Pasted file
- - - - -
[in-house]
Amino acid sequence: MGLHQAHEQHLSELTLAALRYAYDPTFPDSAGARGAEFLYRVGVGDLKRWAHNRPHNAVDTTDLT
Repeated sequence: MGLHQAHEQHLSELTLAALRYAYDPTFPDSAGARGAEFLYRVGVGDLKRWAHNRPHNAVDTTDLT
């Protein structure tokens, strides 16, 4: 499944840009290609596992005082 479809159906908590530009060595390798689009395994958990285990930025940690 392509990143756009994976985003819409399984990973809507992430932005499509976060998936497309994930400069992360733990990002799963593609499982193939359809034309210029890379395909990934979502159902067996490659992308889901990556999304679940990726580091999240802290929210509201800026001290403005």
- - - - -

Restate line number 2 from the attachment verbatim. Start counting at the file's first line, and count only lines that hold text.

Amino acid sequence: MGLHQAHEQHLSELTLAALRYAYDPTFPDSAGARGAEFLYRVGVGDLKRWAHNRPHNAVDTTDLT